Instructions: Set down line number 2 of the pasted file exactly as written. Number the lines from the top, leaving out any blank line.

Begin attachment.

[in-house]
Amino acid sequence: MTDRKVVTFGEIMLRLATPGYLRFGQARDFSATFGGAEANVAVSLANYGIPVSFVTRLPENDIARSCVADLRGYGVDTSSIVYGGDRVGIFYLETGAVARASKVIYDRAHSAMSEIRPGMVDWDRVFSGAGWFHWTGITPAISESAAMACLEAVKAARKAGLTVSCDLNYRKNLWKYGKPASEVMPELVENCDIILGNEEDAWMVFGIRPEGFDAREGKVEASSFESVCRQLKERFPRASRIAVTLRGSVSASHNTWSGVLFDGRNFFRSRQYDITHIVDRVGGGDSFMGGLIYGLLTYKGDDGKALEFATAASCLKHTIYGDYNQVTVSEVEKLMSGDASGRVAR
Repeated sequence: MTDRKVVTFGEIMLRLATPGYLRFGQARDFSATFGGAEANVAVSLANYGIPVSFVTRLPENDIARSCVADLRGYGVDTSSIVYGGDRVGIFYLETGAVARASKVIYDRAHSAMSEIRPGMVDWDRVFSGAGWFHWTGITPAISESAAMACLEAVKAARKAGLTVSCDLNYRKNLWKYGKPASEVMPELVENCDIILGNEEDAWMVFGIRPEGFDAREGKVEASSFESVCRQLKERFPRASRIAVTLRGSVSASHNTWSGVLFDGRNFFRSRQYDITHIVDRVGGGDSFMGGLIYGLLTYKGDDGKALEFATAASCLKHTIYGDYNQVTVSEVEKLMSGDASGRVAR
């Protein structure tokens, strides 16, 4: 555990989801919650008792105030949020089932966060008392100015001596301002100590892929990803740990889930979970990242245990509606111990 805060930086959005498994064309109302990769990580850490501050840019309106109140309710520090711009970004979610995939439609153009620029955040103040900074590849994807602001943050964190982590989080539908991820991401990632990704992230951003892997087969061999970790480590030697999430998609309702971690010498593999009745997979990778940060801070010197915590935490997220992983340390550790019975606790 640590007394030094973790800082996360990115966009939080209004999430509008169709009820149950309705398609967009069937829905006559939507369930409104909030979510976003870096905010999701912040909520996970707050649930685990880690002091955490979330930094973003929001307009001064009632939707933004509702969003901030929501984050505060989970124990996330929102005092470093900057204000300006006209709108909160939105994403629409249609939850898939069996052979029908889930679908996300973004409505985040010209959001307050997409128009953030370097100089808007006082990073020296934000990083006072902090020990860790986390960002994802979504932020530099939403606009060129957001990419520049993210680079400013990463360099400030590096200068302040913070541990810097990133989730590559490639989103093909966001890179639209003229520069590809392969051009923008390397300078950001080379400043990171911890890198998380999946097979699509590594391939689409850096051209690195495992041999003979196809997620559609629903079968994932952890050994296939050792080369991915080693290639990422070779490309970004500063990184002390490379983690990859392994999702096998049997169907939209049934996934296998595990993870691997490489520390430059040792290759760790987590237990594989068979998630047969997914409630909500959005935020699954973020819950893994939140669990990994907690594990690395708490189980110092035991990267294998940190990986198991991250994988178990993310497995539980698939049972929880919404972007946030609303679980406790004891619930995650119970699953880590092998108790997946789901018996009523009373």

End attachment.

Amino acid sequence: MTDRKVVTFGEIMLRLATPGYLRFGQARDFSATFGGAEANVAVSLANYGIPVSFVTRLPENDIARSCVADLRGYGVDTSSIVYGGDRVGIFYLETGAVARASKVIYDRAHSAMSEIRPGMVDWDRVFSGAGWFHWTGITPAISESAAMACLEAVKAARKAGLTVSCDLNYRKNLWKYGKPASEVMPELVENCDIILGNEEDAWMVFGIRPEGFDAREGKVEASSFESVCRQLKERFPRASRIAVTLRGSVSASHNTWSGVLFDGRNFFRSRQYDITHIVDRVGGGDSFMGGLIYGLLTYKGDDGKALEFATAASCLKHTIYGDYNQVTVSEVEKLMSGDASGRVAR